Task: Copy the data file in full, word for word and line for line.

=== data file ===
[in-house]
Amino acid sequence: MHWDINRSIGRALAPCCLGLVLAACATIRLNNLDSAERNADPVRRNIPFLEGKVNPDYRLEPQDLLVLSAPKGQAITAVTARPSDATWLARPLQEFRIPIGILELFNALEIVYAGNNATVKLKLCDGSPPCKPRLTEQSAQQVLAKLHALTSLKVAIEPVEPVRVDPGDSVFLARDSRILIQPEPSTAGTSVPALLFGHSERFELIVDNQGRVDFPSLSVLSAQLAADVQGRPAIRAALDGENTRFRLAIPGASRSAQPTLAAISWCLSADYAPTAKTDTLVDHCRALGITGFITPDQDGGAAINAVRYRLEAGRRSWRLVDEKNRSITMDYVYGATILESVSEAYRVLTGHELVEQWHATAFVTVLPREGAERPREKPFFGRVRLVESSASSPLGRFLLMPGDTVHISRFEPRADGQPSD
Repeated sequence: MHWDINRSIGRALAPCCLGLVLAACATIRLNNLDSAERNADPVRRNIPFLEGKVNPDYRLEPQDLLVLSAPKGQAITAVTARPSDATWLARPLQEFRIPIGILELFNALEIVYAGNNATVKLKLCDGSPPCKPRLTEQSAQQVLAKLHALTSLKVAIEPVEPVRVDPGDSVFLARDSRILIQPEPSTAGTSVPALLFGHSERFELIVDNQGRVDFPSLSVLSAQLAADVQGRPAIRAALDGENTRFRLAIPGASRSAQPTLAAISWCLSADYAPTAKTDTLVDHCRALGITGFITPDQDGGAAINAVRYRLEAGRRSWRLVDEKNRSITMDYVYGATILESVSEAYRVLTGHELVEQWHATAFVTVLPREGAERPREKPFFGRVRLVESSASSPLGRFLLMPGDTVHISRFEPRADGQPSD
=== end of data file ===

[in-house]
Amino acid sequence: MHWDINRSIGRALAPCCLGLVLAACATIRLNNLDSAERNADPVRRNIPFLEGKVNPDYRLEPQDLLVLSAPKGQAITAVTARPSDATWLARPLQEFRIPIGILELFNALEIVYAGNNATVKLKLCDGSPPCKPRLTEQSAQQVLAKLHALTSLKVAIEPVEPVRVDPGDSVFLARDSRILIQPEPSTAGTSVPALLFGHSERFELIVDNQGRVDFPSLSVLSAQLAADVQGRPAIRAALDGENTRFRLAIPGASRSAQPTLAAISWCLSADYAPTAKTDTLVDHCRALGITGFITPDQDGGAAINAVRYRLEAGRRSWRLVDEKNRSITMDYVYGATILESVSEAYRVLTGHELVEQWHATAFVTVLPREGAERPREKPFFGRVRLVESSASSPLGRFLLMPGDTVHISRFEPRADGQPSD
Repeated sequence: MHWDINRSIGRALAPCCLGLVLAACATIRLNNLDSAERNADPVRRNIPFLEGKVNPDYRLEPQDLLVLSAPKGQAITAVTARPSDATWLARPLQEFRIPIGILELFNALEIVYAGNNATVKLKLCDGSPPCKPRLTEQSAQQVLAKLHALTSLKVAIEPVEPVRVDPGDSVFLARDSRILIQPEPSTAGTSVPALLFGHSERFELIVDNQGRVDFPSLSVLSAQLAADVQGRPAIRAALDGENTRFRLAIPGASRSAQPTLAAISWCLSADYAPTAKTDTLVDHCRALGITGFITPDQDGGAAINAVRYRLEAGRRSWRLVDEKNRSITMDYVYGATILESVSEAYRVLTGHELVEQWHATAFVTVLPREGAERPREKPFFGRVRLVESSASSPLGRFLLMPGDTVHISRFEPRADGQPSD